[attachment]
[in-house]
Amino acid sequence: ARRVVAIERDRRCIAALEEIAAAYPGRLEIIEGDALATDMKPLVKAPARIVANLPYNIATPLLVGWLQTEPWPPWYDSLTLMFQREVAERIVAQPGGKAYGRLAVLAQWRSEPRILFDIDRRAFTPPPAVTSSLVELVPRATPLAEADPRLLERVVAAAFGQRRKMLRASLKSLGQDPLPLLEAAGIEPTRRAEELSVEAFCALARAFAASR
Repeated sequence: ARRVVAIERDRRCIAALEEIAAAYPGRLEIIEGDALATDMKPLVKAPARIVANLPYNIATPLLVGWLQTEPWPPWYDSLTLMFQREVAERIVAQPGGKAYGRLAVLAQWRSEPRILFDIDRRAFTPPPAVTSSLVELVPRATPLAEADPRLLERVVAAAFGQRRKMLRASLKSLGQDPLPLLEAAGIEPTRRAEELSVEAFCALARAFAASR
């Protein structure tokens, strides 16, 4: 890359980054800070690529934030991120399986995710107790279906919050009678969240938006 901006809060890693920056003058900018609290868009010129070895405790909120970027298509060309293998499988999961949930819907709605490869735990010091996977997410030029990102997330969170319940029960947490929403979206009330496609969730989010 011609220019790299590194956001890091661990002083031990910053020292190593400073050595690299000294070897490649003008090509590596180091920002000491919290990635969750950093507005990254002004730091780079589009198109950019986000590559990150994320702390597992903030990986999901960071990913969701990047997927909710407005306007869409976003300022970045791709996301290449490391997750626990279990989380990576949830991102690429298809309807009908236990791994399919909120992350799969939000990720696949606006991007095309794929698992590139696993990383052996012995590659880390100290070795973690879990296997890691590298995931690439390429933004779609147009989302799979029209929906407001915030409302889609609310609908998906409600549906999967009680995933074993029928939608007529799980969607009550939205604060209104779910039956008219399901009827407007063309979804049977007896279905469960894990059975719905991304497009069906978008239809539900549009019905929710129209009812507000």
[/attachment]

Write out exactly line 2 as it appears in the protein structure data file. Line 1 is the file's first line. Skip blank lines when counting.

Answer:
Amino acid sequence: ARRVVAIERDRRCIAALEEIAAAYPGRLEIIEGDALATDMKPLVKAPARIVANLPYNIATPLLVGWLQTEPWPPWYDSLTLMFQREVAERIVAQPGGKAYGRLAVLAQWRSEPRILFDIDRRAFTPPPAVTSSLVELVPRATPLAEADPRLLERVVAAAFGQRRKMLRASLKSLGQDPLPLLEAAGIEPTRRAEELSVEAFCALARAFAASR